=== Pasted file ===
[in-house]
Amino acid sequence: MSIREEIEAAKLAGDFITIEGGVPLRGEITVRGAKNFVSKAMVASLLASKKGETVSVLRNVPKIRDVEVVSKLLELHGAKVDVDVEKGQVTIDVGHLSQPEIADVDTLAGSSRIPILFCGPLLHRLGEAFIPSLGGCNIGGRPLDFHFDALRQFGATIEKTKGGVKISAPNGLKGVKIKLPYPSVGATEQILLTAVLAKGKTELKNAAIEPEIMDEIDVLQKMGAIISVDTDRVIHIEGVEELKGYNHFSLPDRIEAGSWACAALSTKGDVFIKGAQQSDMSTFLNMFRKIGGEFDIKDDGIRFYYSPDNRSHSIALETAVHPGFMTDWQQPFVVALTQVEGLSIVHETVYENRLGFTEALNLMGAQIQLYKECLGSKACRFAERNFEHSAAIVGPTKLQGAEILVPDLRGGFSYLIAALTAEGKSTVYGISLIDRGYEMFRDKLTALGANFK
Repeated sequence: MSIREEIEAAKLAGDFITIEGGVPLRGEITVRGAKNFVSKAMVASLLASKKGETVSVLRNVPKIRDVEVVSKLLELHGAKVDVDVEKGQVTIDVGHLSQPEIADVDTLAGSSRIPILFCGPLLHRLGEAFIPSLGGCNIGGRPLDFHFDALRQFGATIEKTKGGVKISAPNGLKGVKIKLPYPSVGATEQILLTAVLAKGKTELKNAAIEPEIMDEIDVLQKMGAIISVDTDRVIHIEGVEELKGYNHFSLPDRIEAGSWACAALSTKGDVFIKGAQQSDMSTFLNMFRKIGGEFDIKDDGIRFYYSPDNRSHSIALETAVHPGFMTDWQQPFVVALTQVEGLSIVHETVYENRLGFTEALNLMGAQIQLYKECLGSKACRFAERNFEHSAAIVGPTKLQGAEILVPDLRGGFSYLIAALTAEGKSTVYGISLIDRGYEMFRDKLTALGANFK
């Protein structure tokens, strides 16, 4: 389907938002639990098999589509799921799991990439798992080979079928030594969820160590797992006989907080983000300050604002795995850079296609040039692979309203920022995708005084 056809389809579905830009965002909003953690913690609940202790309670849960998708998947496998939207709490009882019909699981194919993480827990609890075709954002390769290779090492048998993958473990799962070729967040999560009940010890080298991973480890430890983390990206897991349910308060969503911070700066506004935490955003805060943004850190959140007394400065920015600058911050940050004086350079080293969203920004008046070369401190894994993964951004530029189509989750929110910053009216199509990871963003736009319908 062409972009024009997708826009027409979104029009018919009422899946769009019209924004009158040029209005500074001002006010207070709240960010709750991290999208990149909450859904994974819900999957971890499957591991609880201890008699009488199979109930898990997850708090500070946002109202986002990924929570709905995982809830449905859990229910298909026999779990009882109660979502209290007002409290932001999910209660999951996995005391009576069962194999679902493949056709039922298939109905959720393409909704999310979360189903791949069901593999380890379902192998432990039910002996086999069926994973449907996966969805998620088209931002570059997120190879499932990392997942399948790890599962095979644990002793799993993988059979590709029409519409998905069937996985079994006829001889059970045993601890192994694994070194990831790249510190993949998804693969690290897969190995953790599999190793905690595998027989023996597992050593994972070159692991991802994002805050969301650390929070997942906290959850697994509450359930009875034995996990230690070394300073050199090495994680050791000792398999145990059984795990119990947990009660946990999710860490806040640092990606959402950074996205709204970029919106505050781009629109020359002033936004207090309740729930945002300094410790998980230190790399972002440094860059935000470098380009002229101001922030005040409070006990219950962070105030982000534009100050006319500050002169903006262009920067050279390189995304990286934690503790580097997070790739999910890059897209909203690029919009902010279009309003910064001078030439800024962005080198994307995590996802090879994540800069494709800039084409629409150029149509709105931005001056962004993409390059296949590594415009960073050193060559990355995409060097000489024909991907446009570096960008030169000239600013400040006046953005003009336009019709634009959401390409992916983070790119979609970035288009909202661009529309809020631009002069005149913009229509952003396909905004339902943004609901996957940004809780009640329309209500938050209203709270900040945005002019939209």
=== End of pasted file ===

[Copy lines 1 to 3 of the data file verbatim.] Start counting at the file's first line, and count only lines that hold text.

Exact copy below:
[in-house]
Amino acid sequence: MSIREEIEAAKLAGDFITIEGGVPLRGEITVRGAKNFVSKAMVASLLASKKGETVSVLRNVPKIRDVEVVSKLLELHGAKVDVDVEKGQVTIDVGHLSQPEIADVDTLAGSSRIPILFCGPLLHRLGEAFIPSLGGCNIGGRPLDFHFDALRQFGATIEKTKGGVKISAPNGLKGVKIKLPYPSVGATEQILLTAVLAKGKTELKNAAIEPEIMDEIDVLQKMGAIISVDTDRVIHIEGVEELKGYNHFSLPDRIEAGSWACAALSTKGDVFIKGAQQSDMSTFLNMFRKIGGEFDIKDDGIRFYYSPDNRSHSIALETAVHPGFMTDWQQPFVVALTQVEGLSIVHETVYENRLGFTEALNLMGAQIQLYKECLGSKACRFAERNFEHSAAIVGPTKLQGAEILVPDLRGGFSYLIAALTAEGKSTVYGISLIDRGYEMFRDKLTALGANFK
Repeated sequence: MSIREEIEAAKLAGDFITIEGGVPLRGEITVRGAKNFVSKAMVASLLASKKGETVSVLRNVPKIRDVEVVSKLLELHGAKVDVDVEKGQVTIDVGHLSQPEIADVDTLAGSSRIPILFCGPLLHRLGEAFIPSLGGCNIGGRPLDFHFDALRQFGATIEKTKGGVKISAPNGLKGVKIKLPYPSVGATEQILLTAVLAKGKTELKNAAIEPEIMDEIDVLQKMGAIISVDTDRVIHIEGVEELKGYNHFSLPDRIEAGSWACAALSTKGDVFIKGAQQSDMSTFLNMFRKIGGEFDIKDDGIRFYYSPDNRSHSIALETAVHPGFMTDWQQPFVVALTQVEGLSIVHETVYENRLGFTEALNLMGAQIQLYKECLGSKACRFAERNFEHSAAIVGPTKLQGAEILVPDLRGGFSYLIAALTAEGKSTVYGISLIDRGYEMFRDKLTALGANFK